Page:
* Make the active choice whenever I'm faced with the decision between moving and standing still. For example, if I come upon a stairway next to an escalator, I'll take the stairs.

* Avoid drive-throughs. At the bank, cleaners or restaurant, I'll park and walk in.

* Socialize actively. Instead of sitting and talking with friends and family, I'll walk and talk whenever possible.

* Use muscles, not machines. For example, I'll wash and wax my car by hand, use a rake instead of a leaf blower, get up and change the channel rather than using the remote control.

* Do five minutes of calisthenics every morning.

* Take my dog on a walk every day. (If you don't have one, walk your "inner dog".)

* Not let the sun go down without doing some physical activity that I enjoy (for example, shooting hoops, dancing, hitting golf balls, walking) for at least 10 minutes.

Once you decide on your "small change" resolutions, put them in writing. As the Chinese proverb states: "The palest ink is better than the best memory." Have a supportive friend sign as a witness. When you complete one month of sticking to your moving vows, reward your triumph with a healthy indulgence like a massage or fresh flowers.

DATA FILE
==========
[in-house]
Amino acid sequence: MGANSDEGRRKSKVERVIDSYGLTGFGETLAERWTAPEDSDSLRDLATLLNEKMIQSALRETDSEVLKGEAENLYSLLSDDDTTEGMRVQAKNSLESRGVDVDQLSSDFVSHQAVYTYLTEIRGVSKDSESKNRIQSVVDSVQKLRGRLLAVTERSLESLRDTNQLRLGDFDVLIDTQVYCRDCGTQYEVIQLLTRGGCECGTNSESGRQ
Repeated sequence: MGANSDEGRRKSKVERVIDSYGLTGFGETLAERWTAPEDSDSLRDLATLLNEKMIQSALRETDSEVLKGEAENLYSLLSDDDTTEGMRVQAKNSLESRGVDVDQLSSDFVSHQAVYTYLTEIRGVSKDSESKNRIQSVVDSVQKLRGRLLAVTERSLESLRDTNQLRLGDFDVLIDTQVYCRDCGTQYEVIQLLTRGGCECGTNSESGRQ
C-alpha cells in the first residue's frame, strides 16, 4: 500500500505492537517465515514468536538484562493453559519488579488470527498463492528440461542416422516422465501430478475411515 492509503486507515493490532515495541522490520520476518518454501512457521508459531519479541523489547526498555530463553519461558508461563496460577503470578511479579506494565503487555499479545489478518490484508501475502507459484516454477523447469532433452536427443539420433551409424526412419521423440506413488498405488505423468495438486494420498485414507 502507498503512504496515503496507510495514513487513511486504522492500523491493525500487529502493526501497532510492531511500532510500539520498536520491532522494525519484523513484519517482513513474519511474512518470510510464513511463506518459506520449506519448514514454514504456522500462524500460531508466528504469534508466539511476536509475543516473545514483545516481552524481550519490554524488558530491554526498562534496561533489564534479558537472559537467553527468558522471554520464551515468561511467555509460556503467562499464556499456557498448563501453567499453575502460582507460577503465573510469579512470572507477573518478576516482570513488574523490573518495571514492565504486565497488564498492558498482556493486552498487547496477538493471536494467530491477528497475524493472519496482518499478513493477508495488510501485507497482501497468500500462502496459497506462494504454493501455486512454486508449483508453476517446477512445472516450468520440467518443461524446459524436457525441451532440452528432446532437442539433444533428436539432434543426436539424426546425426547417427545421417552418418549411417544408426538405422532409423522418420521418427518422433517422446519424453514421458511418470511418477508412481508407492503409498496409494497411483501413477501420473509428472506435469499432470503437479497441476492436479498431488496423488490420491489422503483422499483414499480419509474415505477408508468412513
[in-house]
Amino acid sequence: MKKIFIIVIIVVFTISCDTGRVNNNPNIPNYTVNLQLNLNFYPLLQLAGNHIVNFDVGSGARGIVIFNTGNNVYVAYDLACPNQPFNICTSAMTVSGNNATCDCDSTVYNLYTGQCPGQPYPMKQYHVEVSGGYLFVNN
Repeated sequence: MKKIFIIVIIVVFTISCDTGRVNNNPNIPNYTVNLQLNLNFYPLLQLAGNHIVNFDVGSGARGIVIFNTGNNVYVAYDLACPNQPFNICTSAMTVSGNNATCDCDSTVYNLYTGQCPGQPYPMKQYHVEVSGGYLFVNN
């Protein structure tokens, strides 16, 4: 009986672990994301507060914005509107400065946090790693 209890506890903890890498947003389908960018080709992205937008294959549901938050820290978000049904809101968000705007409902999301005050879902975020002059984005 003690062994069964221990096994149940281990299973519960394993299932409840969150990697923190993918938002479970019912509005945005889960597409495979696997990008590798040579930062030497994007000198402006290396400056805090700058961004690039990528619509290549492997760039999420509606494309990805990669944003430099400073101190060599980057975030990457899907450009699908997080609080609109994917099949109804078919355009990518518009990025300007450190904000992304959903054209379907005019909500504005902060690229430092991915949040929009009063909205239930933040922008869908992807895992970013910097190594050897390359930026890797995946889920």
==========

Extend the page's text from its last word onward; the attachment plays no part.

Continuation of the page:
Build on these small changes over time, with the goal of eventually accumulating 30 minutes of physical activity most days of the week. Just as nickels and dimes can accumulate over time to significant sums, small change in your daily activities can add up to important health benefits such as preventing weight gain and helping to regulate blood pressure, blood sugar and cholesterol.

And remember, the people most likely to meet their fitness goals start from the inside out: They don't make the changes for a spouse or for a doctor, but for themselves.

Resource

Get free expert answers to fitness questions on Saturday, January 15, from 9 a.m. to 8 p.m. through the fourth annual American Council on Exercise (ACE) "fitness on call" hot line event. More than 40 ACE-certified fitness professionals, plus sports medicine specialists and dietitians, will be fielding calls at 1-888-397-2473.